The Las Vegas Review-Journal has won first place for explanatory reporting in the Best of the West contest, recognized as the most prestigious journalism contest spanning the 13 Western states.
Judges recognized the newspaper for performing “a significant public service with its exhaustive probe of a local endoscopy clinic linked to an outbreak of hepatitis C that resulted in the largest patient notification of its kind in history.”
The newspaper produced scores of articles last year about the outbreak linked to unsafe injection practices at the Endoscopy Center of Southern Nevada and a sister clinic on Burnham Avenue. The Southern Nevada Health District sent notifications to more than 50,000 former patients of the clinics that urged them to be tested for hepatitis and HIV. Nine people contracted hepatitis at the clinics, health officials said. More than 100 other cases have been characterized as possibly linked. The ensuing scandal prompted inquiries by local police, the state Medical Board, the FBI and the IRS.
“In the many years I have worked as a journalist in Las Vegas, no story has had such immediate impact on the health of so many Southern Nevadans as the hepatitis outbreak,” said Charles Zobell, managing editor of the Review-Journal. “Our reporters worked aggressively to get answers and provide perspective.”
As its entry in the category, the newspaper submitted 10 articles, including bylined stories by staff writers Paul Harasim, Brian Haynes, John Przybys and Jennifer Robison, and former staff writer Annette Wells.
According to the judges, the Review-Journal “explained with great detail and depth how thousands of patients were put at risk by penny-pinching at the clinic.” The newspaper told the story of a doctor described in his native India as “Dr. Greed” who used political connections to grab the largest share of the endoscopy/colonoscopy business in Las Vegas, the judges wrote. That doctor was Dr. Dipak Desai, who now faces medical malpractice complaints and lawsuits relating to the care he provided.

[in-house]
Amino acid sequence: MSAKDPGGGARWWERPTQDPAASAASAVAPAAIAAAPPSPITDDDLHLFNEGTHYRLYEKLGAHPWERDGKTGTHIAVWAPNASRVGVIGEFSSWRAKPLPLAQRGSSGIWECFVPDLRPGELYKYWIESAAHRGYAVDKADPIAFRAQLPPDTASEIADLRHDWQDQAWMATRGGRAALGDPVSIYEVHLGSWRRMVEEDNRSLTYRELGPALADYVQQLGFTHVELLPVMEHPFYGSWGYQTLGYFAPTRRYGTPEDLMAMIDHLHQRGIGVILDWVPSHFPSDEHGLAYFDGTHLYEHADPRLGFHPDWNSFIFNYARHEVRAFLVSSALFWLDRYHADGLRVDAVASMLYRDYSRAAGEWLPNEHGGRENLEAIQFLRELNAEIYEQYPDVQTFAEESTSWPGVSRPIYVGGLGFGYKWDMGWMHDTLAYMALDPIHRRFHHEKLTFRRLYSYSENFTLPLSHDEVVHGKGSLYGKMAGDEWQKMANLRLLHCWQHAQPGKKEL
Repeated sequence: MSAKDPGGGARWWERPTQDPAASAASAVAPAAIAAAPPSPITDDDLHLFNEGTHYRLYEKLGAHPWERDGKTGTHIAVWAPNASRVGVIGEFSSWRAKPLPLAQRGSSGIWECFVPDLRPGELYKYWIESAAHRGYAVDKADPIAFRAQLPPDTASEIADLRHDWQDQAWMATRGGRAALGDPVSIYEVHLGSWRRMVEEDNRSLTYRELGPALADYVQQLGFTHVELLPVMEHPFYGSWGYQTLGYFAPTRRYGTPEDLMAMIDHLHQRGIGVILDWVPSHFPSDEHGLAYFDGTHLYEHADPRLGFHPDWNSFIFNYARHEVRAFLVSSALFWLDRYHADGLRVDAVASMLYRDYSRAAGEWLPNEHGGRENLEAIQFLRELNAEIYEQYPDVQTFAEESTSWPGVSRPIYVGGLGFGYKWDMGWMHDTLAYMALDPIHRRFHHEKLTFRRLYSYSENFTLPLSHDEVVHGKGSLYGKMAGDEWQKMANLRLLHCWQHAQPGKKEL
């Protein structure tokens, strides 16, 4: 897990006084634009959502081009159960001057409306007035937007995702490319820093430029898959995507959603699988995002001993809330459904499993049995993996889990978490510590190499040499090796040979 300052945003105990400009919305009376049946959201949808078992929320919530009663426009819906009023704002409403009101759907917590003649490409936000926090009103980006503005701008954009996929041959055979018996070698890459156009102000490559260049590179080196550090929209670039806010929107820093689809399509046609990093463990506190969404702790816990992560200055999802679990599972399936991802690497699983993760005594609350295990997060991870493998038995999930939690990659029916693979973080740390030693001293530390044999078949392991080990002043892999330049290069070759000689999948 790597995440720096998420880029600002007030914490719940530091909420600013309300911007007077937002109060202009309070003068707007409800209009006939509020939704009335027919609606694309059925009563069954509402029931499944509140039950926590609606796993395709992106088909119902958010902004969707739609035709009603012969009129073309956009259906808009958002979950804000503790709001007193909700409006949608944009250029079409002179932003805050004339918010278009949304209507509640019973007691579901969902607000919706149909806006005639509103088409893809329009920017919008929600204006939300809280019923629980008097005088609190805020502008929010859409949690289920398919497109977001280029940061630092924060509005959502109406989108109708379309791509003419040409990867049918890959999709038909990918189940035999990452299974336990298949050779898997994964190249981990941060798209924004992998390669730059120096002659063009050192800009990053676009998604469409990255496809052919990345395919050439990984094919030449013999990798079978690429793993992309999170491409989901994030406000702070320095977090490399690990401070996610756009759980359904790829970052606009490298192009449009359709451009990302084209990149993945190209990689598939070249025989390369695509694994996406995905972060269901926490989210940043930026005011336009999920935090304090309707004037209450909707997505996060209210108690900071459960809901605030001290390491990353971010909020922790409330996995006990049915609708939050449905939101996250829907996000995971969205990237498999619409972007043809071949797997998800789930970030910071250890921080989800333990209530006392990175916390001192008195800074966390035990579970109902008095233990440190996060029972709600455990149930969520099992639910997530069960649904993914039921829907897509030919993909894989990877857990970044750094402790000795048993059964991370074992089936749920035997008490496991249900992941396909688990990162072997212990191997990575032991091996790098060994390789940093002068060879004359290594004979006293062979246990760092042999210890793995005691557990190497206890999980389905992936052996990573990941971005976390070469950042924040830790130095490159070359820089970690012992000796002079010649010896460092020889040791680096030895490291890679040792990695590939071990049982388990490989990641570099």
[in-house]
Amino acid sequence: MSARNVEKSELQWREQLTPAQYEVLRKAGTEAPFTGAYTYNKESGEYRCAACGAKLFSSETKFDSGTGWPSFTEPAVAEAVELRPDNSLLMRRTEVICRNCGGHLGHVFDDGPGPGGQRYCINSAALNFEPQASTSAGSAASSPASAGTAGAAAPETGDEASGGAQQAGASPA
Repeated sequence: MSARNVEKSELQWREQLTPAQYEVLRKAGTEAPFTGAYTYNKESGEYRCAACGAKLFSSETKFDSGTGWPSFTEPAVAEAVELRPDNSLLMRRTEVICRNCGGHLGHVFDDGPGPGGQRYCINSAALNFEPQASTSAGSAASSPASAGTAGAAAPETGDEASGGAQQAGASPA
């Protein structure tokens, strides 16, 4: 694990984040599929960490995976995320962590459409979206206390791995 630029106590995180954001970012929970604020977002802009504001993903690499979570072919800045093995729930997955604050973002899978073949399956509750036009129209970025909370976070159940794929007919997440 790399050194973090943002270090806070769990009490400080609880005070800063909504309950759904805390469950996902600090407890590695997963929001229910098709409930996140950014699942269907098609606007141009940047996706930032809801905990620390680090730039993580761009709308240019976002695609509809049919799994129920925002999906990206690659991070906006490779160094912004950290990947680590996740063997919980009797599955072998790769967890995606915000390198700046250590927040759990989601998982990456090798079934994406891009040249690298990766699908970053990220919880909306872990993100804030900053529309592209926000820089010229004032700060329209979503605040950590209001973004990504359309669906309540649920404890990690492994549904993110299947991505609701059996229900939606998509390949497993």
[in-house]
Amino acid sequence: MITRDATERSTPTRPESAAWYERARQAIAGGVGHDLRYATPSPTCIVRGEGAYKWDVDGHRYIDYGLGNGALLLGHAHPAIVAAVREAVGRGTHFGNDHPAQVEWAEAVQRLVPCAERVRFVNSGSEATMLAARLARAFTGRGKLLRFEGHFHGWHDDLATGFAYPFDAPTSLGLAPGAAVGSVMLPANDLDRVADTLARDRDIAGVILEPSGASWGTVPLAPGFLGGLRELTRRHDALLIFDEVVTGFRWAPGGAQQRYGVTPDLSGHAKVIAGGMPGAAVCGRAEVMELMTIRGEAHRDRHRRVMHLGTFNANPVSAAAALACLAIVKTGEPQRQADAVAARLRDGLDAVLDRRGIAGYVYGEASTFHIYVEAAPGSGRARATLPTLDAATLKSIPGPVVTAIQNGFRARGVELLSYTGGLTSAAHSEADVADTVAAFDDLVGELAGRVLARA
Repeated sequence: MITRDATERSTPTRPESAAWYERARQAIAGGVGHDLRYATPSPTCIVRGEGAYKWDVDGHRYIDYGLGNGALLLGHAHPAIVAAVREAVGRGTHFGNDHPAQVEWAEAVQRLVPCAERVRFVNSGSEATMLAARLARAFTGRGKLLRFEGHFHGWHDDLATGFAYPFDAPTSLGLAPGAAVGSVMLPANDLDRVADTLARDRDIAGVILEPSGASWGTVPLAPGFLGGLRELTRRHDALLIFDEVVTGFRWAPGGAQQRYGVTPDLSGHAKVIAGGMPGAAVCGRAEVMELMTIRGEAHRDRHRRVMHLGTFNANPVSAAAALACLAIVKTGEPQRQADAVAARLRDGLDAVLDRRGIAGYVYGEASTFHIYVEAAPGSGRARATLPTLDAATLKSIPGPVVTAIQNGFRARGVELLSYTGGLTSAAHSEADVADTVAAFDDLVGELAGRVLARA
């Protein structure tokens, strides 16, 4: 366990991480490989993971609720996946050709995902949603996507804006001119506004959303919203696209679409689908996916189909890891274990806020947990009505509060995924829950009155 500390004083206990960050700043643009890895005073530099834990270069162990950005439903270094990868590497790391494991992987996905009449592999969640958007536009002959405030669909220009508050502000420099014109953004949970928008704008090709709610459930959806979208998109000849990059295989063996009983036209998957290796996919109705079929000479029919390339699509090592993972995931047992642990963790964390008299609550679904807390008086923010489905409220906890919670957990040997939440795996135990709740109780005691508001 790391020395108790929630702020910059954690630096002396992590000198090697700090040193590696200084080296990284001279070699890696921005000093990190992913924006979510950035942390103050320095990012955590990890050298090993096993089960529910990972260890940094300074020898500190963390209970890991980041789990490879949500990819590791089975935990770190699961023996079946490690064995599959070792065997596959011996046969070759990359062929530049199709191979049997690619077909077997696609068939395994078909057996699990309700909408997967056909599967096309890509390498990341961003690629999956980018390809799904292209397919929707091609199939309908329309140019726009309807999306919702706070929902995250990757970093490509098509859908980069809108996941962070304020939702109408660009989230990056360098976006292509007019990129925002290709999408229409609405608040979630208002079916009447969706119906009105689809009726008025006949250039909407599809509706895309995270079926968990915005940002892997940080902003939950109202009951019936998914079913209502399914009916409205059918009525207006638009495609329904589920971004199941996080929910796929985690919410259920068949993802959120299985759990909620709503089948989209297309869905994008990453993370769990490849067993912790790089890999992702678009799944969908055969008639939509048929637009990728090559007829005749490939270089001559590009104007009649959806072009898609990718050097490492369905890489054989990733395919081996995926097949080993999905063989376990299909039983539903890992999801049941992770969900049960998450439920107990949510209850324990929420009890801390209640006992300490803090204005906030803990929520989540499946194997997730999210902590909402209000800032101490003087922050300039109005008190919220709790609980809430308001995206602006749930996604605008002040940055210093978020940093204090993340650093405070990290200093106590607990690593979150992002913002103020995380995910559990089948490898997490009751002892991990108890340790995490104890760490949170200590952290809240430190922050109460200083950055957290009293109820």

The Review-Journal “empowered readers with a virtual how-to guide to proper procedures to protect themselves,” the judges wrote.
The Las Vegas Sun earned five awards, including first place in the informational graphic category and second place in growth and development reporting for its coverage of construction deaths on the Strip. The Sun learned Monday that it had won a Pulitzer Prize for public service for its coverage of the deaths.
Other first-place winners included the Casper (Wyo.) Star-Tribune, The Seattle Times, The Sacramento Bee, the (Mesa, Ariz.) East Valley Tribune, the Rocky Mountain News, the Lodi (Calif.) News-Sentinel, The Oregonian, The (Long Beach, Calif.) Press-Telegram, the Seattle Post-Intelligencer, the Denver Post and the Salt Lake Tribune.
The Best of the West contest, which draws more than 2,000 entries, is intended to reward journalistic excellence and promote freedom of information. It is administered by First Amendment Funding Inc., an Arizona nonprofit corporation.
Judging was not yet completed in several categories, including environment and natural resources reporting, spot news, project reporting, arts and entertainment writing, and illustration.
Contact reporter Lynnette Curtis at email@example.com or 702-383-0285.